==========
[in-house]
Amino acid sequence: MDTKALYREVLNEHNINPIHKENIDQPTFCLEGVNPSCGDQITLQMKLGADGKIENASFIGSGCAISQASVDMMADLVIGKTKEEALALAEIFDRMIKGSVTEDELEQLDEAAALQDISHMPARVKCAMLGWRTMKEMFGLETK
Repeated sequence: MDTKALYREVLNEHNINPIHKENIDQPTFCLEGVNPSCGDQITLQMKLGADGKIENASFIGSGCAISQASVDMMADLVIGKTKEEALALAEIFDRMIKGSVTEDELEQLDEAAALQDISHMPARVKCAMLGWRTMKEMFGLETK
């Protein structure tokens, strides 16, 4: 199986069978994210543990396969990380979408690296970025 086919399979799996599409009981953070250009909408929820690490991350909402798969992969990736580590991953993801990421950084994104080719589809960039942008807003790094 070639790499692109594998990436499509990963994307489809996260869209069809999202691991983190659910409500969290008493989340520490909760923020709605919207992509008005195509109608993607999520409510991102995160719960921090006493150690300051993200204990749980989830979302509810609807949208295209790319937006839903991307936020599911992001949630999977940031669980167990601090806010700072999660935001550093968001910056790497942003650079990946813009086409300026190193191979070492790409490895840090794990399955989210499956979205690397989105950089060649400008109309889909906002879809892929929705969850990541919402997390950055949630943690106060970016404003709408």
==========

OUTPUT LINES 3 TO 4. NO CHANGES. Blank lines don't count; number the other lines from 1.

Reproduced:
Repeated sequence: MDTKALYREVLNEHNINPIHKENIDQPTFCLEGVNPSCGDQITLQMKLGADGKIENASFIGSGCAISQASVDMMADLVIGKTKEEALALAEIFDRMIKGSVTEDELEQLDEAAALQDISHMPARVKCAMLGWRTMKEMFGLETK
């Protein structure tokens, strides 16, 4: 199986069978994210543990396969990380979408690296970025 086919399979799996599409009981953070250009909408929820690490991350909402798969992969990736580590991953993801990421950084994104080719589809960039942008807003790094 070639790499692109594998990436499509990963994307489809996260869209069809999202691991983190659910409500969290008493989340520490909760923020709605919207992509008005195509109608993607999520409510991102995160719960921090006493150690300051993200204990749980989830979302509810609807949208295209790319937006839903991307936020599911992001949630999977940031669980167990601090806010700072999660935001550093968001910056790497942003650079990946813009086409300026190193191979070492790409490895840090794990399955989210499956979205690397989105950089060649400008109309889909906002879809892929929705969850990541919402997390950055949630943690106060970016404003709408």